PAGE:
There have been a number of articles that claim that older cancer patients report less distress than younger cancer patients report. However, this research has generally not sorted the differences among general distress, anxiety, and depression in older vs. younger survivors.
Elson CJ, Weinberger MI, Balk E, Holland J, Breitbart W, Roth AJ. From the Department of Psychiatry and Behavioral Sciences, Memorial Sloan-Kettering Cancer Center, New York did a secondary analysis of merged data sets using cross-sectional data on 716 men with prostate cancer (mean age, 68 +/- 10 years; range, 50-93 years).
They recruited about half the study participants from doctor’s offices throughout the U.S. and the other half came from Memorial Sloan-Kettering Cancer Center (New York). The subjects completed the Distress Thermometer, the Hospital Anxiety and Depression Scale, the Functional Assessment of Cancer Therapy-Prostate Quality of Life questionnaire and a demographic questionnaire.
They found that as a man aged he experienced less distress (r = -0.14), less anxiety (r = -0.22), and a better emotional quality of life (r = 0.16). However, in contrast, aging was associated with greater depressive symptoms in these prostate cancer patients (r = 0.18). The significant association between age and depression remained after controlling for stage of disease, hormone therapy use, time since diagnosis, and social, physical, and functional well-being.
The study tells us that older cancer survivors may cope more effectively than younger cancer patients, nonetheless, depressive symptoms need to remain an important concern for older prostate cancer survivors. We currently fail miserably in providing even basic psychological services to men with prostate cancer. We need to spend greater attention to the psychological needs of both younger and older prostate cancer survivors.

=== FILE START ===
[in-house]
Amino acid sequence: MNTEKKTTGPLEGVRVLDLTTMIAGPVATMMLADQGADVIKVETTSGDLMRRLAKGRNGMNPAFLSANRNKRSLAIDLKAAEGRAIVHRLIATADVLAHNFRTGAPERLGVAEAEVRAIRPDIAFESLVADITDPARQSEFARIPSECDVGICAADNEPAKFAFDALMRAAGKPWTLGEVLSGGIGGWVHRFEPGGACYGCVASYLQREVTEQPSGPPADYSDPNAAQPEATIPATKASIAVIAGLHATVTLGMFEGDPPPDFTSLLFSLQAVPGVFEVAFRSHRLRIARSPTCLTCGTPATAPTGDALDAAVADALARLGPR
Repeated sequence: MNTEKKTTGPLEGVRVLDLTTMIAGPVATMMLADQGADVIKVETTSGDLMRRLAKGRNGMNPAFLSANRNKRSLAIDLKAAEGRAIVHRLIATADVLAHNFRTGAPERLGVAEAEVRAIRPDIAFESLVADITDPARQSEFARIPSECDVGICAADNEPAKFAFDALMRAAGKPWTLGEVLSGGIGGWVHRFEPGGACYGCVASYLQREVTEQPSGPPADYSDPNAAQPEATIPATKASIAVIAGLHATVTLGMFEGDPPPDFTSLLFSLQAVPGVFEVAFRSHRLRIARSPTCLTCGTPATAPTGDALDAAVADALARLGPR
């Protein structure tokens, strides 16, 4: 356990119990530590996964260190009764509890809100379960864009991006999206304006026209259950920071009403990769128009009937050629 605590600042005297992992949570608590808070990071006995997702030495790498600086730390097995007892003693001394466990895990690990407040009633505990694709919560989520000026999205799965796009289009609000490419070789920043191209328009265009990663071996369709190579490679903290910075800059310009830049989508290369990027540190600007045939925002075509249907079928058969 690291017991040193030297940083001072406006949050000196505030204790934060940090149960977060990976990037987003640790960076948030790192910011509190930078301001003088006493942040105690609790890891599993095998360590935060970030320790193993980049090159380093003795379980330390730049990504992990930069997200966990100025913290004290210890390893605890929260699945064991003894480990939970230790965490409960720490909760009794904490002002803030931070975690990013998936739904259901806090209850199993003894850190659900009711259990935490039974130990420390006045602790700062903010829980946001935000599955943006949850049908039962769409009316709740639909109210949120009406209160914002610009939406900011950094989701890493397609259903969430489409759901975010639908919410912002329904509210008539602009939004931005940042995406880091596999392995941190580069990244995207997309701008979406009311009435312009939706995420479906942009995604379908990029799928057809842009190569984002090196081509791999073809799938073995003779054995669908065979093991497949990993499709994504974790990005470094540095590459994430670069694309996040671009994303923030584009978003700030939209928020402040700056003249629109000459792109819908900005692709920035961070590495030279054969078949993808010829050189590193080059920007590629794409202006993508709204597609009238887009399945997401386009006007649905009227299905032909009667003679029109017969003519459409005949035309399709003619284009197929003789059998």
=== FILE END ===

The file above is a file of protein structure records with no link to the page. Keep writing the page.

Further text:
What I find even more significant is that the increase in depression seen in older cancer survivors runs contrary to some findings in the general aging literature, raising the possibility that this trend is unique to older cancer patients.
Oncologist. 2009 Sep;14(9):891-9.
Joel T Nowak MA, MSW
In the two years I have been dealing with Prostate cancer and treatment, including surgery and radiation, and all of the aftermath, none of my physicians ever asked me how i was doing emotionally. I guess the answer is that I am playing the hand I have been dealt but there sure have been a lot of ups and downs, and I think the predominant feeling is that no one can really walk in my shoes. The best thing for me emotionally has been to be available to other men going through this and other cancer patients regardless of gender. I don’t think that anyone who has not received the diagnosis can fully appreciate what patients go through anyway, but it sure would be nice if someone asked.